Youth to mobilise in the north
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Youth to mobilise in the north

***image2***The conference, entitled “The Role of Youth in the Palestinian Popular Resistance Movement” saw lively and productive discussion from dozens of young activists from Tulkarm, Jenin, Nablus, Qalqilia, Jayyous, Tobas and Salfit.

Among the themes that emerged from discussion was a deep frustration with the normalisation agenda currently being supported by traditional political forces – foreign and domestic – and a need to move beyond the current arrangement of politics, in which youth are often not taken seriously.

It became clear that young people had no intention of stopping their resistance and protests against the occupation, in spite of a Palestinian Authority largely perceived as hostile and pro-normalisation. It was noted that youth are generally not a part of the decision making process in the traditional parties and organisations, which generally do very little to empower them, and that youth must struggle in their own right in order to be taken seriously. There is therefore a need for youth to be conscious and empowered, and to actively take responsibility. The conference had not invited high-profile speakers or high-ranking officials as it believed that youth must organise independently.

A number of youth-related issues were raised, among them the difficulty in finding work, which forces some to take work in settlements and Wall construction, and the difficulty in getting the media to cover wider youth issues. The majority of coverage of youth is generally negative and centred on violence, with Occupation forces shooting at youth in places as Bil’in and Ni’lin.

Participants discussed the ICJ’s advisory opinion and also spoke of the extreme and corrosive impact of the Wall on Palestinian communities. One speaker noted that, especially in rural communities, the Wall and the settler roads are separating villages and cities in the West Bank, which will make the building of an economically viable Palestinian State impossible; young people will want to emigrate, meaning a ‘silent transfer’ of Palestinians.

Participants also raised the issue the negative social and geo-political impact of Occupation policy, which has divided Palestinians into three blocs: those living in the ‘48, those in the West Bank and Gaza, and those in the Diaspora. These developments have had a particular impact on the remit of the conference: ‘the North,’ which previously referred to Palestinians in Galilee and Nazareth, now refers only to the north of the West Bank.

Youth agreed on the centrality of the Boycott, Divestment and Sanctions movement in fighting Israeli policy. It was felt that it was important that this should be pursued internationally, but most of the discussion focused on the domestic dimensions of the campaign. It was felt that the boycott movement could play a vital role in mobilising young people.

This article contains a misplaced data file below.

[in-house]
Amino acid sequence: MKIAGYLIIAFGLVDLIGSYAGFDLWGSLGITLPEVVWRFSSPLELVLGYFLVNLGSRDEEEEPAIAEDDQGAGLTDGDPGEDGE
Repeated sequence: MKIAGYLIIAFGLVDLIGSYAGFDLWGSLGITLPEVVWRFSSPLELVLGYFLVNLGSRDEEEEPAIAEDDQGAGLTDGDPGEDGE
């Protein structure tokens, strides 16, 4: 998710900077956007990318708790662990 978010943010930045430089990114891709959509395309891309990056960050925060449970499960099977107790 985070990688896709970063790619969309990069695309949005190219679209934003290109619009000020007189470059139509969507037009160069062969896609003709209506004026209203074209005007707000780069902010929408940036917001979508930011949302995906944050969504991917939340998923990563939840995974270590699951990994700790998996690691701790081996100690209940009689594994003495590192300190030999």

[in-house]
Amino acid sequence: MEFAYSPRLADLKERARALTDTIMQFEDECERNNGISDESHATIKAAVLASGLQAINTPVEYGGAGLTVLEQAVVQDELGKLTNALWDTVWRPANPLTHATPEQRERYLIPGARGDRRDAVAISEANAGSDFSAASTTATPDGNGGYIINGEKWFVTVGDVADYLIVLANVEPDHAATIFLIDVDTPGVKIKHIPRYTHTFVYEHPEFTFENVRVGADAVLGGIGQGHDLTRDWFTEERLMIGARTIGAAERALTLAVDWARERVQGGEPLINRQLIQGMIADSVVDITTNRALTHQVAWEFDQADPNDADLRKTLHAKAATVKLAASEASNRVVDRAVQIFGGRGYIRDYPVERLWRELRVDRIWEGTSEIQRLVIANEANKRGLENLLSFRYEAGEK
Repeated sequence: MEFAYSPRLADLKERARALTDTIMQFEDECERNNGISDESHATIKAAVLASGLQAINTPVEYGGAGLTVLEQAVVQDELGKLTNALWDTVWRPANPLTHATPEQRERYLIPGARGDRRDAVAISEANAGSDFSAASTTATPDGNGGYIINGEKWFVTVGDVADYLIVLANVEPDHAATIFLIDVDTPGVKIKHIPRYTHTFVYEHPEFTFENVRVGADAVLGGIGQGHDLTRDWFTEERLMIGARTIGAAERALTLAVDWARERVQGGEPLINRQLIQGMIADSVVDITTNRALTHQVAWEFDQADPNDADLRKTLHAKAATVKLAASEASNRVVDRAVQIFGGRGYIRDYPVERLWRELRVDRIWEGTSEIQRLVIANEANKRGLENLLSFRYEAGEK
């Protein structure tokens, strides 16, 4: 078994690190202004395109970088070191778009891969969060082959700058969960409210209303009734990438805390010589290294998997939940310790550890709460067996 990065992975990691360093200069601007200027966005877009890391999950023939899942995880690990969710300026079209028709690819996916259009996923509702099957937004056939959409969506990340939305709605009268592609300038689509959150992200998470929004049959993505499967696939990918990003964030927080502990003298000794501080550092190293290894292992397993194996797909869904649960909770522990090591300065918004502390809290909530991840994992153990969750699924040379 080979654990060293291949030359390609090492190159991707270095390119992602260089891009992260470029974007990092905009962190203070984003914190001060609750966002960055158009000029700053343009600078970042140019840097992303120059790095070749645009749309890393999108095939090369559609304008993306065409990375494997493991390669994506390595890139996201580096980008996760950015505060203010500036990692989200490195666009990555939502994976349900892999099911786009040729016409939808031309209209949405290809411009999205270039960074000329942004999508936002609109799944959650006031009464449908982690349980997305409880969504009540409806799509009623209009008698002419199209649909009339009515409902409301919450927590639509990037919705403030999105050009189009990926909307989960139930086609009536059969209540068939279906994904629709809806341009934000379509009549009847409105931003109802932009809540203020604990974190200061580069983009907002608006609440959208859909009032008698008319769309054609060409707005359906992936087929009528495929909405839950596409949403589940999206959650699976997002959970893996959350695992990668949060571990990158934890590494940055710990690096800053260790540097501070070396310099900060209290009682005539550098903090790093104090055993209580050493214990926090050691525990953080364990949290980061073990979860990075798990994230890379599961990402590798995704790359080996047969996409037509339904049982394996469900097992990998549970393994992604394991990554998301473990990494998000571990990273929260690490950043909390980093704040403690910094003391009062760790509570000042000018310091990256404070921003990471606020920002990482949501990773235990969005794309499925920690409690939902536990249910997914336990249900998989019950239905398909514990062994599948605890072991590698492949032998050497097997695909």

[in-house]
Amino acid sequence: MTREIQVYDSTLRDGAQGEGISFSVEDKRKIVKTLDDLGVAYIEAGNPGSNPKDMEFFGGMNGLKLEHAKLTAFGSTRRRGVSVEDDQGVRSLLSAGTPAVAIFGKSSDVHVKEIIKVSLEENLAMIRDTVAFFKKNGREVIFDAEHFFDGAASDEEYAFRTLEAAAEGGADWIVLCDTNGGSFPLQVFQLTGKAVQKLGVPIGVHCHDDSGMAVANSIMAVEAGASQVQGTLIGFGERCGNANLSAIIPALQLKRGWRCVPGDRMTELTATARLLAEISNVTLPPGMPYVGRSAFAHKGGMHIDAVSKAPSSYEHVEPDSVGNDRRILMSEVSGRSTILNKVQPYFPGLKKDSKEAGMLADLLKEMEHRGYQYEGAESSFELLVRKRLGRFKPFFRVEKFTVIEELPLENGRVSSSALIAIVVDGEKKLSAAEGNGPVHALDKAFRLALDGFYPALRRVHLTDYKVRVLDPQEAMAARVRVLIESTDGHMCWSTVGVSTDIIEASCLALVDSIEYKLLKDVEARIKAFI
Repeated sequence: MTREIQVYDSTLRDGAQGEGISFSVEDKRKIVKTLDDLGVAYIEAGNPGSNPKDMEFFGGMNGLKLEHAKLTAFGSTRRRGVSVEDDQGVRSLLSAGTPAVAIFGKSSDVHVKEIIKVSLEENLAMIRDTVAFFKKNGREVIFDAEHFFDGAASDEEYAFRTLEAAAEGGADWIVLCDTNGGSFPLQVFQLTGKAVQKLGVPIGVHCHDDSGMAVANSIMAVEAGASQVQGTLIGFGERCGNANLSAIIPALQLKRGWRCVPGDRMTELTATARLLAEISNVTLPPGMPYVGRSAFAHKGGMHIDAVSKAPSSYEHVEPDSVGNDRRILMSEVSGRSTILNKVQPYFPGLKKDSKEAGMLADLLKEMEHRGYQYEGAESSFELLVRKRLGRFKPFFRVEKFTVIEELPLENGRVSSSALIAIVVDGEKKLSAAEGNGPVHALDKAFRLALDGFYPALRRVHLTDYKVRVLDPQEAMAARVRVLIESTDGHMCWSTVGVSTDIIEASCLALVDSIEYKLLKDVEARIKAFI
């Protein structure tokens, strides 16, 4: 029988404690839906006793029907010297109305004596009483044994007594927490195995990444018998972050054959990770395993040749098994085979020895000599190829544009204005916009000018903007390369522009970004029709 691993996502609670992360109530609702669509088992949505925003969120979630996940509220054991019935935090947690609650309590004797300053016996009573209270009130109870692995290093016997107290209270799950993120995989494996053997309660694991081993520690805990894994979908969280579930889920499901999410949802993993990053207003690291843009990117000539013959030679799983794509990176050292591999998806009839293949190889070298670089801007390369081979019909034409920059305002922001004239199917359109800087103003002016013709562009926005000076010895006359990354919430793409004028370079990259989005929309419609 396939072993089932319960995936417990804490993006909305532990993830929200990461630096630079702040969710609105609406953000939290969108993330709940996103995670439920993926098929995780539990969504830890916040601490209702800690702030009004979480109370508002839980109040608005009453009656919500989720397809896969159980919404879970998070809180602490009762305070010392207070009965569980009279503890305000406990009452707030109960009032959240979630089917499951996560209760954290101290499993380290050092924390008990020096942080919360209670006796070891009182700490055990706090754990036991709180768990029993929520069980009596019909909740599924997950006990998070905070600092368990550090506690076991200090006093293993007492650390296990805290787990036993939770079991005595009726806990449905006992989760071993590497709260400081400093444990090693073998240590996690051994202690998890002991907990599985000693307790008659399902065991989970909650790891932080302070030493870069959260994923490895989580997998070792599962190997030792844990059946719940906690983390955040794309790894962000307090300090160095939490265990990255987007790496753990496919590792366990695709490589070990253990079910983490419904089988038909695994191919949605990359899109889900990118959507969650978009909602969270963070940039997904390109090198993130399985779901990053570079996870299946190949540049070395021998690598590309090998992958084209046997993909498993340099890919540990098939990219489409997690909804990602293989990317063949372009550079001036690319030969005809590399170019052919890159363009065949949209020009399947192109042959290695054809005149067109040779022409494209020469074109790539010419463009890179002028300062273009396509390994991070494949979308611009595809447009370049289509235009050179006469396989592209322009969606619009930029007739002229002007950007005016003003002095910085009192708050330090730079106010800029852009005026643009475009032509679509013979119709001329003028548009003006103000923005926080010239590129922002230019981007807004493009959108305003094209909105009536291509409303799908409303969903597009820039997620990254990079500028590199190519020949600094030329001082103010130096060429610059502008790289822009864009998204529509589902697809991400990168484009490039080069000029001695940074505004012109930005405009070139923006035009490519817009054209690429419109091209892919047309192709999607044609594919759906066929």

One of the main issues raised was that there is often not much alternative to buying Israeli products and that it is difficult to control their entry into Palestine, which is the second biggest market for Israeli goods (Palestinians spend 1 million US$ on them every year) after the United States; so, for Palestinian economic survival, it is crucial that all Israeli products be boycotted, not just those from the settlements.

The conference also gave participants an opportunity to talk about the wider discourse of the Palestinian struggle, the bulk of which focused on normalisation. Speakers believed that when Palestinians are invited abroad it is essential that they make sure what the real purpose of the program is, and to make sure that there is no covert normalisation motive behind the invitation. The foreign and Israeli media tend only to be interested in activism if it is working towards the normalisation of relations. There were calls from the conference to draw up a blacklist of normalisation organisations – such as those which organise joint Israeli-Palestinian summer camps with children to ‘talk about peace.’ Such organisations can only exist with massive support from established institutions and donors. Indeed, it was noted that the general climate for anti-normalisation work is very difficult; reports have been given about the involvement of all three stake-holders – the PA, the Israelis and the foreign donors – in projects of normalisation.

On this point the conference was especially scathing of the PA. There was agreement that that the PA needed to be publically condemned as many politicians and officials have shamelessly had a hand in building the Wall and supporting development projects which sustain the occupation.

The conference concluded with a concrete achievement, as the participants formed youth committees in each of the seven areas represented. These new committees have awarded themselves the task of taking forward the struggle for Palestinian rights and dignity among young people, and mobilising support for BDS and a renewed opposition to normalisation.